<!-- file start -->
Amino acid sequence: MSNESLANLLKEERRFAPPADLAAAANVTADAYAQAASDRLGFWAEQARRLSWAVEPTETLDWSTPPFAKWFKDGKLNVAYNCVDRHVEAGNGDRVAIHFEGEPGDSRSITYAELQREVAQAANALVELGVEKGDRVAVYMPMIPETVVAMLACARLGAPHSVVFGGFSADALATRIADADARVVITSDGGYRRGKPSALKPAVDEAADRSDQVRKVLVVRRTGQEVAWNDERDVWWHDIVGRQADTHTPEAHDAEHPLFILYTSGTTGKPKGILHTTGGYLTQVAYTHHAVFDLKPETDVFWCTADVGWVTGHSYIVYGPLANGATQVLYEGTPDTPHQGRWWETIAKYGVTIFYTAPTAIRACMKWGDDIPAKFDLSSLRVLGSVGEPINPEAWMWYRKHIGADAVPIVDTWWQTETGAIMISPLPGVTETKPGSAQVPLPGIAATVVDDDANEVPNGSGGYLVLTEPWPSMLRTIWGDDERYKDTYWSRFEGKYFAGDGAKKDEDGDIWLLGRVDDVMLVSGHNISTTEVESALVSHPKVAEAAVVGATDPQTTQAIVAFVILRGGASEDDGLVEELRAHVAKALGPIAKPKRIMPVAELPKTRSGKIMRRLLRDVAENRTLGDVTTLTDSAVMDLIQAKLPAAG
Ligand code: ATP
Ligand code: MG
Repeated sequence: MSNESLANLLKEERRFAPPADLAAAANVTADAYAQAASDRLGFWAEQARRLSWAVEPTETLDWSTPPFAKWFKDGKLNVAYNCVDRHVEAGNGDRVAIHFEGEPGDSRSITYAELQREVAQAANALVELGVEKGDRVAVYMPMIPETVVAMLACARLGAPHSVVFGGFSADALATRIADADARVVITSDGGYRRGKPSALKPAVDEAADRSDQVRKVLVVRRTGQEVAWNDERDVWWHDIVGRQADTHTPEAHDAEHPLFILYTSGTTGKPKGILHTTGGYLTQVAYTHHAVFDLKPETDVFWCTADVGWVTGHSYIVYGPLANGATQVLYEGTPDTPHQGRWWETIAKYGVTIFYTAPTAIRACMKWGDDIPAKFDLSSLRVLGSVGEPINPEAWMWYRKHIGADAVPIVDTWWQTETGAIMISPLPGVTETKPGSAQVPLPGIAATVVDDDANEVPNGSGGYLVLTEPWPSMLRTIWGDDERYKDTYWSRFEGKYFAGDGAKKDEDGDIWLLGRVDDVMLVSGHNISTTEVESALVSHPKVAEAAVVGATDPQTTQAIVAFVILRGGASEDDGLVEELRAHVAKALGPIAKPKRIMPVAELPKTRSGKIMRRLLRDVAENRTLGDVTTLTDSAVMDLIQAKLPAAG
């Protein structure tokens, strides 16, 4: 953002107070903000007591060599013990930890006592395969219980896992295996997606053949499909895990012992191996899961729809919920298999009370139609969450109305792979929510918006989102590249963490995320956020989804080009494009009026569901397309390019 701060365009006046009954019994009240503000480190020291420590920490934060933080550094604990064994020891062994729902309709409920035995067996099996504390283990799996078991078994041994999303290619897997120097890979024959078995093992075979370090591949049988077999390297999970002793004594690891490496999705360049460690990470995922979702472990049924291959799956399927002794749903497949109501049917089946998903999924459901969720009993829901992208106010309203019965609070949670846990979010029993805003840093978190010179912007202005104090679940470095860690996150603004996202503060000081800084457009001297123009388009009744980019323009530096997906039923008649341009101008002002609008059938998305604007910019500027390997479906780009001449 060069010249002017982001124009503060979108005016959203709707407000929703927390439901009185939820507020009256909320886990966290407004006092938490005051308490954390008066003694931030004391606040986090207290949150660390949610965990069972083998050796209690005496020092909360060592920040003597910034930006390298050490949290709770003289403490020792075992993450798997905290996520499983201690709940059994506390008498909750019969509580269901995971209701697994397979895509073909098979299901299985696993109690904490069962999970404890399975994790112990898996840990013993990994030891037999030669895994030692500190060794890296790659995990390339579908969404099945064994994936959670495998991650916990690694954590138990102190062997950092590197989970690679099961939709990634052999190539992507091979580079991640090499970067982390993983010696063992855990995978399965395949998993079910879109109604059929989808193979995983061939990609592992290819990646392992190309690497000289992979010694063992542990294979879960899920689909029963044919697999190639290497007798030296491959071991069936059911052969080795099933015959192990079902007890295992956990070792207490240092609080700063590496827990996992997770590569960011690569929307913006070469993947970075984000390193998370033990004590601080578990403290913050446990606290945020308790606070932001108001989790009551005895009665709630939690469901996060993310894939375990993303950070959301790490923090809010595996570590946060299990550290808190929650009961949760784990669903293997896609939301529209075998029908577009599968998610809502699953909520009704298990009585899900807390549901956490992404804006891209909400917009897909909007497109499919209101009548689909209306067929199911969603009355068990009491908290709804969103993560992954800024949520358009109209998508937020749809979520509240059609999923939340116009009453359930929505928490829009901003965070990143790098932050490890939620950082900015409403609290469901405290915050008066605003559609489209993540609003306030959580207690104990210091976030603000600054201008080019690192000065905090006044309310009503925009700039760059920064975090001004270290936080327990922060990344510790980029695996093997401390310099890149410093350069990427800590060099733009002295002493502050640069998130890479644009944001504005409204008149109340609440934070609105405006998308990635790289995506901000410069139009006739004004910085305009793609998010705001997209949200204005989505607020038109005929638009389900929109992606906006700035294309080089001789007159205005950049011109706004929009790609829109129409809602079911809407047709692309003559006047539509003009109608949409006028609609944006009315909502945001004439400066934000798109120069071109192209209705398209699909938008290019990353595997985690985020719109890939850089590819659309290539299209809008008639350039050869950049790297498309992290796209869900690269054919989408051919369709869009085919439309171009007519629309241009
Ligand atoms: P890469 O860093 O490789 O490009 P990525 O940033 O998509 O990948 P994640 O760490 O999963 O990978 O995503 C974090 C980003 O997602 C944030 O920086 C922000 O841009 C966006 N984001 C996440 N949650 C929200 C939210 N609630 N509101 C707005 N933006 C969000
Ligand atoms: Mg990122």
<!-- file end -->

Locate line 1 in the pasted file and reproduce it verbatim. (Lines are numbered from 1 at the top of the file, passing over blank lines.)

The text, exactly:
Amino acid sequence: MSNESLANLLKEERRFAPPADLAAAANVTADAYAQAASDRLGFWAEQARRLSWAVEPTETLDWSTPPFAKWFKDGKLNVAYNCVDRHVEAGNGDRVAIHFEGEPGDSRSITYAELQREVAQAANALVELGVEKGDRVAVYMPMIPETVVAMLACARLGAPHSVVFGGFSADALATRIADADARVVITSDGGYRRGKPSALKPAVDEAADRSDQVRKVLVVRRTGQEVAWNDERDVWWHDIVGRQADTHTPEAHDAEHPLFILYTSGTTGKPKGILHTTGGYLTQVAYTHHAVFDLKPETDVFWCTADVGWVTGHSYIVYGPLANGATQVLYEGTPDTPHQGRWWETIAKYGVTIFYTAPTAIRACMKWGDDIPAKFDLSSLRVLGSVGEPINPEAWMWYRKHIGADAVPIVDTWWQTETGAIMISPLPGVTETKPGSAQVPLPGIAATVVDDDANEVPNGSGGYLVLTEPWPSMLRTIWGDDERYKDTYWSRFEGKYFAGDGAKKDEDGDIWLLGRVDDVMLVSGHNISTTEVESALVSHPKVAEAAVVGATDPQTTQAIVAFVILRGGASEDDGLVEELRAHVAKALGPIAKPKRIMPVAELPKTRSGKIMRRLLRDVAENRTLGDVTTLTDSAVMDLIQAKLPAAG